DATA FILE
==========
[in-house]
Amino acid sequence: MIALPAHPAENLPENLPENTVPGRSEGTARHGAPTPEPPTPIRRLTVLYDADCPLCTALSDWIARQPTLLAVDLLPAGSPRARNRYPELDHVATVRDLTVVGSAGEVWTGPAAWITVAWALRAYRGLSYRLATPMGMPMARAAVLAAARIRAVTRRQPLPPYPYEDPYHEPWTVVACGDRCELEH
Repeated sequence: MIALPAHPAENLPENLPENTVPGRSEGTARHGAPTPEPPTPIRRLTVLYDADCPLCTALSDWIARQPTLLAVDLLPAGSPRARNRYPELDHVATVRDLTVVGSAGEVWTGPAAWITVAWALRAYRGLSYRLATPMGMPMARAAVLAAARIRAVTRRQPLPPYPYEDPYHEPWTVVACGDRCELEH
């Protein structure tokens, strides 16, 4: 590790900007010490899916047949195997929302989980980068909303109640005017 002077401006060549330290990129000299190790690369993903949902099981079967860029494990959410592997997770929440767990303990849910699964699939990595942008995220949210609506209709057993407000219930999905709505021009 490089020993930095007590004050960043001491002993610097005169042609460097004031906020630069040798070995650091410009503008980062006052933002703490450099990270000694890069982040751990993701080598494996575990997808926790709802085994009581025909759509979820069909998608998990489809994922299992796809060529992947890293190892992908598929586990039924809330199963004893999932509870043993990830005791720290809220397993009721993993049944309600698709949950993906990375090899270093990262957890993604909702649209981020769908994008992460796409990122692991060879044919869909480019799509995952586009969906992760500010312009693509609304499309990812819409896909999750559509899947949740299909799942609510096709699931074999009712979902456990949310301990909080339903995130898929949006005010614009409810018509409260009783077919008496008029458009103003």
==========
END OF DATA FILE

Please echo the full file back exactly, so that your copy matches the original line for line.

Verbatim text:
[in-house]
Amino acid sequence: MIALPAHPAENLPENLPENTVPGRSEGTARHGAPTPEPPTPIRRLTVLYDADCPLCTALSDWIARQPTLLAVDLLPAGSPRARNRYPELDHVATVRDLTVVGSAGEVWTGPAAWITVAWALRAYRGLSYRLATPMGMPMARAAVLAAARIRAVTRRQPLPPYPYEDPYHEPWTVVACGDRCELEH
Repeated sequence: MIALPAHPAENLPENLPENTVPGRSEGTARHGAPTPEPPTPIRRLTVLYDADCPLCTALSDWIARQPTLLAVDLLPAGSPRARNRYPELDHVATVRDLTVVGSAGEVWTGPAAWITVAWALRAYRGLSYRLATPMGMPMARAAVLAAARIRAVTRRQPLPPYPYEDPYHEPWTVVACGDRCELEH
């Protein structure tokens, strides 16, 4: 590790900007010490899916047949195997929302989980980068909303109640005017 002077401006060549330290990129000299190790690369993903949902099981079967860029494990959410592997997770929440767990303990849910699964699939990595942008995220949210609506209709057993407000219930999905709505021009 490089020993930095007590004050960043001491002993610097005169042609460097004031906020630069040798070995650091410009503008980062006052933002703490450099990270000694890069982040751990993701080598494996575990997808926790709802085994009581025909759509979820069909998608998990489809994922299992796809060529992947890293190892992908598929586990039924809330199963004893999932509870043993990830005791720290809220397993009721993993049944309600698709949950993906990375090899270093990262957890993604909702649209981020769908994008992460796409990122692991060879044919869909480019799509995952586009969906992760500010312009693509609304499309990812819409896909999750559509899947949740299909799942609510096709699931074999009712979902456990949310301990909080339903995130898929949006005010614009409810018509409260009783077919008496008029458009103003």